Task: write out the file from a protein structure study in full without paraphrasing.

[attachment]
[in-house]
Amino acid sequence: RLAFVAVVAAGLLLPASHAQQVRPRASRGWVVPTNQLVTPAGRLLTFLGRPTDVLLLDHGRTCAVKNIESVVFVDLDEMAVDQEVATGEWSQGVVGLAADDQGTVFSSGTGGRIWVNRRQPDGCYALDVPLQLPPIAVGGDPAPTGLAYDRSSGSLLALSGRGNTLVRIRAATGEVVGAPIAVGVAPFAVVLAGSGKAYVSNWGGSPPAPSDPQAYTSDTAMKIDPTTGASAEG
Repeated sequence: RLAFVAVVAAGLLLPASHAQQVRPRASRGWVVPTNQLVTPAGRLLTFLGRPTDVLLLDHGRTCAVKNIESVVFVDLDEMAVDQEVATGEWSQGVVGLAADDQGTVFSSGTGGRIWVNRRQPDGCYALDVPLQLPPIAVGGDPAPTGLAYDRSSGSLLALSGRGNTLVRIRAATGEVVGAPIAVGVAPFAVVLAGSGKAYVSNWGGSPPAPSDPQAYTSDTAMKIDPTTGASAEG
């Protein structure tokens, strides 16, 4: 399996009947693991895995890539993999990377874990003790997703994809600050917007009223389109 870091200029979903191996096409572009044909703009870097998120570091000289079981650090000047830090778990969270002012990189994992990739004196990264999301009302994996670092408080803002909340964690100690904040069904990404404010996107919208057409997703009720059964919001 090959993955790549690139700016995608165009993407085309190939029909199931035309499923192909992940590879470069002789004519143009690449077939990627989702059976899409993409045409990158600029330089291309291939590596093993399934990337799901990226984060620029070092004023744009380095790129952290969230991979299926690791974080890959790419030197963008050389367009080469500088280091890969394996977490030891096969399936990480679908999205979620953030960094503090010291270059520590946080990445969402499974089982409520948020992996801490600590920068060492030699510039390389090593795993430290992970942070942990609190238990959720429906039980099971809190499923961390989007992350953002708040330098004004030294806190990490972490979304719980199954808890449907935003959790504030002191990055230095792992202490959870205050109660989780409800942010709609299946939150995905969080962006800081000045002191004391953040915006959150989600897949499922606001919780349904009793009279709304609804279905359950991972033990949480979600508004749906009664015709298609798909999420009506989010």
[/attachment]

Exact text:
[in-house]
Amino acid sequence: RLAFVAVVAAGLLLPASHAQQVRPRASRGWVVPTNQLVTPAGRLLTFLGRPTDVLLLDHGRTCAVKNIESVVFVDLDEMAVDQEVATGEWSQGVVGLAADDQGTVFSSGTGGRIWVNRRQPDGCYALDVPLQLPPIAVGGDPAPTGLAYDRSSGSLLALSGRGNTLVRIRAATGEVVGAPIAVGVAPFAVVLAGSGKAYVSNWGGSPPAPSDPQAYTSDTAMKIDPTTGASAEG
Repeated sequence: RLAFVAVVAAGLLLPASHAQQVRPRASRGWVVPTNQLVTPAGRLLTFLGRPTDVLLLDHGRTCAVKNIESVVFVDLDEMAVDQEVATGEWSQGVVGLAADDQGTVFSSGTGGRIWVNRRQPDGCYALDVPLQLPPIAVGGDPAPTGLAYDRSSGSLLALSGRGNTLVRIRAATGEVVGAPIAVGVAPFAVVLAGSGKAYVSNWGGSPPAPSDPQAYTSDTAMKIDPTTGASAEG
């Protein structure tokens, strides 16, 4: 399996009947693991895995890539993999990377874990003790997703994809600050917007009223389109 870091200029979903191996096409572009044909703009870097998120570091000289079981650090000047830090778990969270002012990189994992990739004196990264999301009302994996670092408080803002909340964690100690904040069904990404404010996107919208057409997703009720059964919001 090959993955790549690139700016995608165009993407085309190939029909199931035309499923192909992940590879470069002789004519143009690449077939990627989702059976899409993409045409990158600029330089291309291939590596093993399934990337799901990226984060620029070092004023744009380095790129952290969230991979299926690791974080890959790419030197963008050389367009080469500088280091890969394996977490030891096969399936990480679908999205979620953030960094503090010291270059520590946080990445969402499974089982409520948020992996801490600590920068060492030699510039390389090593795993430290992970942070942990609190238990959720429906039980099971809190499923961390989007992350953002708040330098004004030294806190990490972490979304719980199954808890449907935003959790504030002191990055230095792992202490959870205050109660989780409800942010709609299946939150995905969080962006800081000045002191004391953040915006959150989600897949499922606001919780349904009793009279709304609804279905359950991972033990949480979600508004749906009664015709298609798909999420009506989010």